-The logs of coniferous trees are saturated with water and de-barked.
- The wood is ground down, which softens the ligin, and the mechanised forces separate the fibres to form 'groundwood pulp'.
- This pulp is screened to accept 1-2mm pieces, with larger pieces being re-circulated for additional screening.
-The resulting pulp can only be used for low-grade paper such as newspaper, so the pulp is bleached with peroxide or sodium hydroxide.
-This is the most widely used method in the UK for producing wood pulp.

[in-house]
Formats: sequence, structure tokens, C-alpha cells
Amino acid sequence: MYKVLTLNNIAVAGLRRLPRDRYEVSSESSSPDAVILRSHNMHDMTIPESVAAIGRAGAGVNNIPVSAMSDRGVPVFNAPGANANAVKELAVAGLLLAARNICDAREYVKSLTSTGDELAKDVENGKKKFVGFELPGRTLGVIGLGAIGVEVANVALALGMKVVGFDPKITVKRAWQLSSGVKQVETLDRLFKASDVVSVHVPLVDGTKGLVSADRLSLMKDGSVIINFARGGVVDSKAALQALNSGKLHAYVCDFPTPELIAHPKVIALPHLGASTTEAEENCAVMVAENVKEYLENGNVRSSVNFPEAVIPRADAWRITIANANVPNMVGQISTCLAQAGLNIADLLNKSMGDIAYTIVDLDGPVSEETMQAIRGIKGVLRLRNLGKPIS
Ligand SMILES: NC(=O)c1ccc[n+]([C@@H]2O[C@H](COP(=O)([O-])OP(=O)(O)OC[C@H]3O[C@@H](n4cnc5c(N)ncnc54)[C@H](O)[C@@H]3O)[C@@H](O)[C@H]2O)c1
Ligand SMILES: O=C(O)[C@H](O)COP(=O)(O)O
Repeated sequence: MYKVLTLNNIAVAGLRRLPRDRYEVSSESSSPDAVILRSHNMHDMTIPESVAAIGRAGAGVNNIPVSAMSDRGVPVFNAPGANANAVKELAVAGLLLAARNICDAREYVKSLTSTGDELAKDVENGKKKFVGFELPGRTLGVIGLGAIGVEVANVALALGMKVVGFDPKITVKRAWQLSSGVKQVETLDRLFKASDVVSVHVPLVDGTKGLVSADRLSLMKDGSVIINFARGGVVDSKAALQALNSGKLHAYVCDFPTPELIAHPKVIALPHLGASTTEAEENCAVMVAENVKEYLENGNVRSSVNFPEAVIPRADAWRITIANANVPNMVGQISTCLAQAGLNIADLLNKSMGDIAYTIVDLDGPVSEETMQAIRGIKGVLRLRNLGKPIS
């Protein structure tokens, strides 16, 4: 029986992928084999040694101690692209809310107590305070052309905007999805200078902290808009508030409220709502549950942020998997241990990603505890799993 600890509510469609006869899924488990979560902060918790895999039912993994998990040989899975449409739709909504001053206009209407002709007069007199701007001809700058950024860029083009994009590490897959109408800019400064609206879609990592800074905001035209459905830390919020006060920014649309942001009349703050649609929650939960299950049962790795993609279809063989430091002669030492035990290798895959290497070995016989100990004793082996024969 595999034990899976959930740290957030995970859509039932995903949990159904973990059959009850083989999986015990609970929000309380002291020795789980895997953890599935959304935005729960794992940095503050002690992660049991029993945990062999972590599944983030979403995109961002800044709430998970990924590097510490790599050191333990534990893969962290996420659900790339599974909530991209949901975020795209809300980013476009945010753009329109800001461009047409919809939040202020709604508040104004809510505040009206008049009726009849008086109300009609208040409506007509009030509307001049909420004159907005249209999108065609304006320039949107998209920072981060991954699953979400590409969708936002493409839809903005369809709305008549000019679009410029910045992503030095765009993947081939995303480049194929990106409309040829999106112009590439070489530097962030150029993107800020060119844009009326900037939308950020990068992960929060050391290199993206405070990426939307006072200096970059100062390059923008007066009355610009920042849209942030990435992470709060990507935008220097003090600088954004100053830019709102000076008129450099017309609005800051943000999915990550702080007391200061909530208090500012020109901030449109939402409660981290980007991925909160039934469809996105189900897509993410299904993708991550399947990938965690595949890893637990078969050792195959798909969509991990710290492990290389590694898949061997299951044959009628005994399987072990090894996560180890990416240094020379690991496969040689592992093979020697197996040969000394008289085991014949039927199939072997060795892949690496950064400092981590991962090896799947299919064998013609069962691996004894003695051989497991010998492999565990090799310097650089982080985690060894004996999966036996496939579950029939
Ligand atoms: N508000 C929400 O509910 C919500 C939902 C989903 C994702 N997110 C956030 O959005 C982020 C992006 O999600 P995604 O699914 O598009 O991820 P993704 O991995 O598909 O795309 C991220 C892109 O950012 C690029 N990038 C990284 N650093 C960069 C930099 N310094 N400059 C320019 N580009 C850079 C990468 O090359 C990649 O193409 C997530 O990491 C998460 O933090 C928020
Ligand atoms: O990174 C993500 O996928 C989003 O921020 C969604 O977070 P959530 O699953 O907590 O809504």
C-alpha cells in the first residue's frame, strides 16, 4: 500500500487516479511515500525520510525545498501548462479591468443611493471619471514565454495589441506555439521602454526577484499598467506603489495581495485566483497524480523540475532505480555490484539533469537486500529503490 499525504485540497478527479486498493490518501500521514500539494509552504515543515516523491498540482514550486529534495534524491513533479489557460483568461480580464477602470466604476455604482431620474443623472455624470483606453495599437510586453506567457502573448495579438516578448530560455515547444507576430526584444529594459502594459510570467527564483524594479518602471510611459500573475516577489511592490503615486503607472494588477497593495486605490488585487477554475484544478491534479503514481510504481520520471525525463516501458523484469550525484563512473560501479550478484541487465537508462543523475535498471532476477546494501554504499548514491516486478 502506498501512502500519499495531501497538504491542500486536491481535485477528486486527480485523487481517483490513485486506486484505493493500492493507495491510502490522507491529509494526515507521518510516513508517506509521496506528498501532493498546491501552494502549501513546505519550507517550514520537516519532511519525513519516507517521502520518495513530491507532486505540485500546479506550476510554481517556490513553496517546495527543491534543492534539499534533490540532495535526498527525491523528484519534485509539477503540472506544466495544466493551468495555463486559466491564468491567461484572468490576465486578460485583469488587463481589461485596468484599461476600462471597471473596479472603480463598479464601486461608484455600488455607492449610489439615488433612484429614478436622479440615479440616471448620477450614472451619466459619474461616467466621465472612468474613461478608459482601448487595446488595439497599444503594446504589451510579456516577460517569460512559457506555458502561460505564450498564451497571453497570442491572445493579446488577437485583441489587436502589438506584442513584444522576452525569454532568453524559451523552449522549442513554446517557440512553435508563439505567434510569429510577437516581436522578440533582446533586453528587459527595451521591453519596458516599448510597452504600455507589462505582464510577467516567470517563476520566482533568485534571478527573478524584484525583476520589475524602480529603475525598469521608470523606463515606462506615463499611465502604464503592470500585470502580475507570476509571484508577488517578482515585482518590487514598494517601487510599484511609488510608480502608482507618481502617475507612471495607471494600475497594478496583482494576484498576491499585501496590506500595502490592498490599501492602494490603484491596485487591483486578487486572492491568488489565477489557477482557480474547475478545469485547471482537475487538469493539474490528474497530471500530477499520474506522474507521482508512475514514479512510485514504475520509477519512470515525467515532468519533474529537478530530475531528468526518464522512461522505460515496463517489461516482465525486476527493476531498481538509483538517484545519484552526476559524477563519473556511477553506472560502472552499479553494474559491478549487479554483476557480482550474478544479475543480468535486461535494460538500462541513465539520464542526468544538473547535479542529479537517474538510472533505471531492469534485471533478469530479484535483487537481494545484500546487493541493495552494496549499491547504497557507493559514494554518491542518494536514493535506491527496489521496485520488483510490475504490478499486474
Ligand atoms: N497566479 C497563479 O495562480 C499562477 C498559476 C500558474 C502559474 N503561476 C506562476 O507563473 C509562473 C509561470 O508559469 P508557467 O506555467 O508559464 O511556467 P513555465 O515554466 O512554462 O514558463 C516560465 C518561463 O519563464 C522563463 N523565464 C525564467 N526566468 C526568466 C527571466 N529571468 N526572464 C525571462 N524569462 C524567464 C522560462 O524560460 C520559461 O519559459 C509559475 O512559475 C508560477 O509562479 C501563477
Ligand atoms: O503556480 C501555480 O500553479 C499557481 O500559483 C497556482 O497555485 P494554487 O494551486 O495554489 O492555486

- After de-barking, the hard- and softwood logs are cut into 2cm chips along the grain.
- These are pounded into fragments and screened.
- The resulting pulp is stored and treated with either an acid or and alkali to break down the lignin.
- Most chemical pulp is made by the alkaline kraft process, or sulphate process, which uses caustic soda and sodium sulphate to 'cook' the wood pulp.
- The amount of fibre produced is lower than with mechanical methods, but the fibres are longer, stronger and contain fewer impurities.
- Recycled paper and board used for waste pulp is often used for lower grades of paper, as its strength, durability and colour are not as good as virgin fibres.
-Waste pulp is often mixed with virgin fibres to produce better quality papers as fibres become shorter and weaker and lose their papermaking qualities.
- Manufacturers blend a variety of…